Anonymization for data managers


anonymization_1I’ve spent some time over the past couple of months learning more about anonymization.

This began with an interest in the technical methods used to protect sensitive personally-identifiable information in a SAS data warehouse and analytics platform we delivered for a customer. But I learned that anonymization has two rather different meanings; one in the context of data management and another in the context of data governance for reporting, sharing or publishing information.

I think both sides of the topic are interesting enough that it’s worth writing about them – I hope you will find both of them interesting too, as overall, this is a subject about which anyone who handles sensitive or personal data should know something.

To data managers, anonymization often means the technical process of obscuring the values in sensitive fields in the data, by replacing them with equivalent, but non-sensitive values which are still useful for e.g. joining tables, representing individuals in time-series or transactional etc. In some SAS products, eg SAS Federation Server, this is called ‘masking’.

See the sample code below, in which the name field in the sashelp.class dataset is hashed, using the SHA256 hashing algorithm (new in SAS 9.4 M1? See the blog post, A fresh helping of hash: the SHA256 in SAS 9.4m1) which will return the same hashed name value whenever the same name value is is passed into it, for example on another row of the data in this table, or in another table.

data class_anon (drop=name salt_key);
 length name_hashed salt_key $128;
 set sashelp.class;
 * In real use, you should store the salt key somewhere else than a
   literal string in your code. Also, I had to break the hex value show
   here across multiple lines go get it to render properly in Wordpress -
   it should all be one long string with no whitespace or line breaks;
 salt_key = '9D91D63B23DB252EB9AD7EFE9A6E7120
 name_hashed = %trim(put(sha256(cat(salt_key,strip(name))),hex128.));

Hashing (or masking) is different from encryption, in a couple of ways:

  1. Hashing is a one-way function. You cannot take a hashed value and ‘unhash’ it with an algorithm in the same way to produce the clear value.
  2. The length of the hashed value is fixed, and does not vary with the length of the input value. The input value can be longer, as well as shorter than the output hash value.

SAS Federation Server 4.1 now includes hash functions which can be used to anonymize data. The SAS Federation Server fact sheet illustrates this:


Where the data masking uses reversible encryption, you should make the masked data more difficult to attack (should someone externally obtain it), by storing the encryption key used to mask the data in a table with access controls that are tighter than the access control to see the SQL code behind the view. Far more people have a justifiable reason to see the code behind the view, than those who have a reason to see the encryption key which it uses when it runs. Better still, you should consider using a one-way hashing algorithm such as sha256, to create the hashed value, and maintain a lookup table somewhere secure inside your data warehouse, with the hashed values and their corresponding cleartext values. If you do this, then you should use a salt key.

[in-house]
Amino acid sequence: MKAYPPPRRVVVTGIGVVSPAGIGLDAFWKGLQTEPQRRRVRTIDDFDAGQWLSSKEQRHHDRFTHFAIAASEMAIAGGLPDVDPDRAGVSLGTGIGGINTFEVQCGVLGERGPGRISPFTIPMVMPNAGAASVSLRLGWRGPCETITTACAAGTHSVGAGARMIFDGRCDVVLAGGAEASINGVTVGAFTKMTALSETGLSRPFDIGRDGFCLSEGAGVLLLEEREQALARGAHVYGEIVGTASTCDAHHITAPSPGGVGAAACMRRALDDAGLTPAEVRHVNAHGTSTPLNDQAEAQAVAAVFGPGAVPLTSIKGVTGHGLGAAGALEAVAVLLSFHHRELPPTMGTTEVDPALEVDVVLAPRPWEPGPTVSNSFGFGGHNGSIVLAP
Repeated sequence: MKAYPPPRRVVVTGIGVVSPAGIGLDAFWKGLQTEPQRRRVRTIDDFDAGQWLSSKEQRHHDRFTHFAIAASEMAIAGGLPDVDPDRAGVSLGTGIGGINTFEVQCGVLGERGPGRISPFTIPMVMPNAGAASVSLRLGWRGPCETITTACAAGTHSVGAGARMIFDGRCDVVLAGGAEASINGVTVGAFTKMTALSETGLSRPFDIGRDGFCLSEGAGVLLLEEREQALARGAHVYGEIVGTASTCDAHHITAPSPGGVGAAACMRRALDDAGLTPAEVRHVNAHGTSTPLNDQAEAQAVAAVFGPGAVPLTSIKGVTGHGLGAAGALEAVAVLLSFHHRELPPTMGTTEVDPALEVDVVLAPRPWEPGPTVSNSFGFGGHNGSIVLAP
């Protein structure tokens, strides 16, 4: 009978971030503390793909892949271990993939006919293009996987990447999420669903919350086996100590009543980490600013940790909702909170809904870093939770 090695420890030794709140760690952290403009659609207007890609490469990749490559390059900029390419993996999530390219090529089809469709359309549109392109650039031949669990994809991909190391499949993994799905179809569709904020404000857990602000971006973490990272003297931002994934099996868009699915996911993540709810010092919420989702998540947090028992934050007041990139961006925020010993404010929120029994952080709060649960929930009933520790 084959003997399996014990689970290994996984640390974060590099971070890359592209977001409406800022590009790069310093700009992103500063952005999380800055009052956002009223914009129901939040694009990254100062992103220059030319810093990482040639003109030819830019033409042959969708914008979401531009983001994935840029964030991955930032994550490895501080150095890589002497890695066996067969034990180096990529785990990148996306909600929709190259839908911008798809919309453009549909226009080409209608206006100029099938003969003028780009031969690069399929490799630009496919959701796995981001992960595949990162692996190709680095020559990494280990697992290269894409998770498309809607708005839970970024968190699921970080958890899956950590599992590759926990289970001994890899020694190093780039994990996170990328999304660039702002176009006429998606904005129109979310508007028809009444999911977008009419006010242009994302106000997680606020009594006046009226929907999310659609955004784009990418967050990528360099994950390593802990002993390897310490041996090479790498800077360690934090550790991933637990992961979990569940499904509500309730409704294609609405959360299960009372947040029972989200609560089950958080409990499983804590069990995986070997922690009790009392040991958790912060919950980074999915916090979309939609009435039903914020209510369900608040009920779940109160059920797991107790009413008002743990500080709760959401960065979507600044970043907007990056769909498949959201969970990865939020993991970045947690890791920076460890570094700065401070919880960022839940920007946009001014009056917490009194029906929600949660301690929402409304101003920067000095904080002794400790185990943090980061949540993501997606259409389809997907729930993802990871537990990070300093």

About salt keys

A salt key value, which should be known only to you, should preferably be concatenated onto the clear value before it is hashed, to change the hashed values. This means that someone can only generate the same hashed value that you generated if they know the salt key too – which is why you must keep the salt key’s value secret. You should also change it regularly if you can, just as you would change a password regularly.

If you don’t add a salt key, a hacker who had gained access to the data could attack the hashed values by brute force, by providing a list of known first names, hashing each of those using the SHA256 function, and then comparing his list of hashed names against the hashed names in our data. There are a lot of people with very common first names, so without a salt key, the hacker would likely get a good hit rate in such an attack. He or she would eventually discover the ‘clear’ names of at least some rows in the anonymized dataset. But with the salt key, it doesn’t matter if the hacker knows the name of someone who is likely to be in our hashed dataset – they don’t know the salt key, so they can’t create hashed values which match ours, and can’t discover which rows of data are for people with names they already know.

Salt keys are important to defend lots of other types of hashed data against brute-force attacks, for example: